Keeping the holidays safe for your dogs

Every year thousands of pets visit their veterinarian for medical emergencies around the holidays. Most are preventable. Here are a couple of tips that can help keep your four-legged family out of the doctors office.  

  1. Food: Don’t wrap food gifts. If you must wrap it, at least tell the recipient that there is food in the package. Dogs love to help themselves to christmas goodies when their people aren’t looking. Chocolates, sausages, cheese baskets and other goodies are delicious, but can make for a very sick pooch. If you’re giving a flavorful gift this holiday do the family fur baby a solid and let their people know to keep it away from the dog’s super sensitive sniffer.
  2. Meds: Keep your meds out of reach of the family crumb cleaner. Dogs love to chew up 7 day pill organizers. Print a list of your meds with a picture of each pill (so you know which ones are missing). You can also take a picture of each pill with your phone followed by a picture of the front label of the prescription bottle. This way, if an enterprising hound finds your pharmacy, you can tell the veterinarian exactly what he got into. Remember, in homes with pets and children, meds should never be set down to be taken later. Curious noses and tiny fingers frequently snag items from tables and counters.  
  3. Eat your own leftovers! I know we all love to give those big brown puppy dog eyes a little treat on christmas day, but this year give them a good belly rub instead. Leave the food on your plate.  Loving family members often leave the family fur baby with a nasty case of diarrhea and occasionally a very painful condition called pancreatitis when they decide to share the holiday spirit.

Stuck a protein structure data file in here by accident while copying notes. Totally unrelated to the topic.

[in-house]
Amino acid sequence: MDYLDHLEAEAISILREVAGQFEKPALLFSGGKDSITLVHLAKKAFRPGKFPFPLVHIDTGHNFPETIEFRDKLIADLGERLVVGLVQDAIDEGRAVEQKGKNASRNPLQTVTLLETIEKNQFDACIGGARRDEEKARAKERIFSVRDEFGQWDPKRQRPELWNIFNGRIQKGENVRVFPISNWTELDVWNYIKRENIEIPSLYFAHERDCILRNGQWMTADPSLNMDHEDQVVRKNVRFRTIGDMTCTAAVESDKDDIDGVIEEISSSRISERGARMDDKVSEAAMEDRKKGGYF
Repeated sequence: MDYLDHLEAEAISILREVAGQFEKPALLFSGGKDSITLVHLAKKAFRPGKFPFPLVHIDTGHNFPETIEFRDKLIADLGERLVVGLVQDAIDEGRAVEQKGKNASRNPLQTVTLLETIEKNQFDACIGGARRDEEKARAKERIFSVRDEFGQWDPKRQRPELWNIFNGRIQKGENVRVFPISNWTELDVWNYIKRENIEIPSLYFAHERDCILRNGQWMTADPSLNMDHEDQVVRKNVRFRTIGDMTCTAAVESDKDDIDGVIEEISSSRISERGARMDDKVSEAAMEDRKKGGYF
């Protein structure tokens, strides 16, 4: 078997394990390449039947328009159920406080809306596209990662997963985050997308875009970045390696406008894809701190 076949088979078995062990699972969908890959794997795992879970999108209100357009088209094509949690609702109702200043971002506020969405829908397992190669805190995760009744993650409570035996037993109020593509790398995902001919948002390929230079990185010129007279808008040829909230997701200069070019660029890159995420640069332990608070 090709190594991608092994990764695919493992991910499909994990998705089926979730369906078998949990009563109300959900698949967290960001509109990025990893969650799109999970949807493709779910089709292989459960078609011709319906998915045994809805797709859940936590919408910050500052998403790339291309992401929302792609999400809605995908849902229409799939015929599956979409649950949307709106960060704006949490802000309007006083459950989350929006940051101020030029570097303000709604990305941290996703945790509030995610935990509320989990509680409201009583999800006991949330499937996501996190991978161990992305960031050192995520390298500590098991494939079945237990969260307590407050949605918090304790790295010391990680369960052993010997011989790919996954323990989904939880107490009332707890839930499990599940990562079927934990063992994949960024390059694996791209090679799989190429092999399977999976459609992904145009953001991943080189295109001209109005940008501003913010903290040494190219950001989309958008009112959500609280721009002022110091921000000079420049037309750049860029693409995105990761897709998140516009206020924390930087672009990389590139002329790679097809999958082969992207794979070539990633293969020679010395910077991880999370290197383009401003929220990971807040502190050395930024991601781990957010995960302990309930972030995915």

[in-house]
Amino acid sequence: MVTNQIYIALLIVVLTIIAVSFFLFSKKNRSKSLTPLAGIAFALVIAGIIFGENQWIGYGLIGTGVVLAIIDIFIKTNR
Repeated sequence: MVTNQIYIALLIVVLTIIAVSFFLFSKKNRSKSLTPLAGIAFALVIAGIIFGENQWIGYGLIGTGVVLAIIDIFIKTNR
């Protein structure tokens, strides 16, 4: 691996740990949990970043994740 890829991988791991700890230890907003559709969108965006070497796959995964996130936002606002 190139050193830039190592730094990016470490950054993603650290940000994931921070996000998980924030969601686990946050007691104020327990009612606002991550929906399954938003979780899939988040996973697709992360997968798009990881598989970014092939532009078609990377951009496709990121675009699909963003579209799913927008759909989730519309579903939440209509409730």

4. Put the batteries away. Many dogs end up at the emergency room every holiday season because they decide the batteries laying around might be tasty.  The most dangerous batteries are the flat disc batteries. These are an issue even if they aren’t chewed or punctured and can be a big problem for kids as well as dogs. Swallowing a disc battery can cause severe injury to the esophagus and if not treated quickly, can result in death. The more common Alkaline batteries can also cause problems - especially if chewed. If you need batteries, take out only the ones you need and place the rest in a safe spot.  
  5. In many parts of the country the holidays bring with them cold weather. Although a majestic winter wonderland makes for a picturesque holiday, it can be hard on our furry friends. Remember to let pets in frequently to prevent injury to their paws. If prolonged time outside is needed, especially on hard surfaces, consider covering their paws with canine booties. Avoid using excessive salt on paths your pet is using and whenever possible use a pet safe salt then rinse off your pet’s paws when they come inside.  

At Petnostics, we wish you and yours a safe and festive holiday season, whatever your traditions may be (unless an annual trip for your dog to the veterinarian to become one of them - in which case tradition is overrated). Happy Holidays!

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